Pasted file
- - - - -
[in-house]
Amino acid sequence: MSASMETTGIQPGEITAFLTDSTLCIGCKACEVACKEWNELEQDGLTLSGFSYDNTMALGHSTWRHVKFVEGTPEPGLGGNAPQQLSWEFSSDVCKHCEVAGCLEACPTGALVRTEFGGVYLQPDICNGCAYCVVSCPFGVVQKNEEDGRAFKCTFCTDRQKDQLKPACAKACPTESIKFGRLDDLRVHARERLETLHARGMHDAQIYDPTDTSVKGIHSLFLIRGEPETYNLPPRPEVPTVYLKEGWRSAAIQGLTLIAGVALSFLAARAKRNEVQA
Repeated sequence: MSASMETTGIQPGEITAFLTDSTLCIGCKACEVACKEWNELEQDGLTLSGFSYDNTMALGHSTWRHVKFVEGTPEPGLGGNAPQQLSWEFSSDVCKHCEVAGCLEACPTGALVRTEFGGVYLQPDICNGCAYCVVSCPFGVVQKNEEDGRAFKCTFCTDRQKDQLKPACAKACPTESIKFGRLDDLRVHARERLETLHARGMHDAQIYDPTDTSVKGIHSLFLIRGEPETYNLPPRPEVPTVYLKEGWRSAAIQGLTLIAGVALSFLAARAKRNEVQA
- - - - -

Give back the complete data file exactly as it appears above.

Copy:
[in-house]
Amino acid sequence: MSASMETTGIQPGEITAFLTDSTLCIGCKACEVACKEWNELEQDGLTLSGFSYDNTMALGHSTWRHVKFVEGTPEPGLGGNAPQQLSWEFSSDVCKHCEVAGCLEACPTGALVRTEFGGVYLQPDICNGCAYCVVSCPFGVVQKNEEDGRAFKCTFCTDRQKDQLKPACAKACPTESIKFGRLDDLRVHARERLETLHARGMHDAQIYDPTDTSVKGIHSLFLIRGEPETYNLPPRPEVPTVYLKEGWRSAAIQGLTLIAGVALSFLAARAKRNEVQA
Repeated sequence: MSASMETTGIQPGEITAFLTDSTLCIGCKACEVACKEWNELEQDGLTLSGFSYDNTMALGHSTWRHVKFVEGTPEPGLGGNAPQQLSWEFSSDVCKHCEVAGCLEACPTGALVRTEFGGVYLQPDICNGCAYCVVSCPFGVVQKNEEDGRAFKCTFCTDRQKDQLKPACAKACPTESIKFGRLDDLRVHARERLETLHARGMHDAQIYDPTDTSVKGIHSLFLIRGEPETYNLPPRPEVPTVYLKEGWRSAAIQGLTLIAGVALSFLAARAKRNEVQA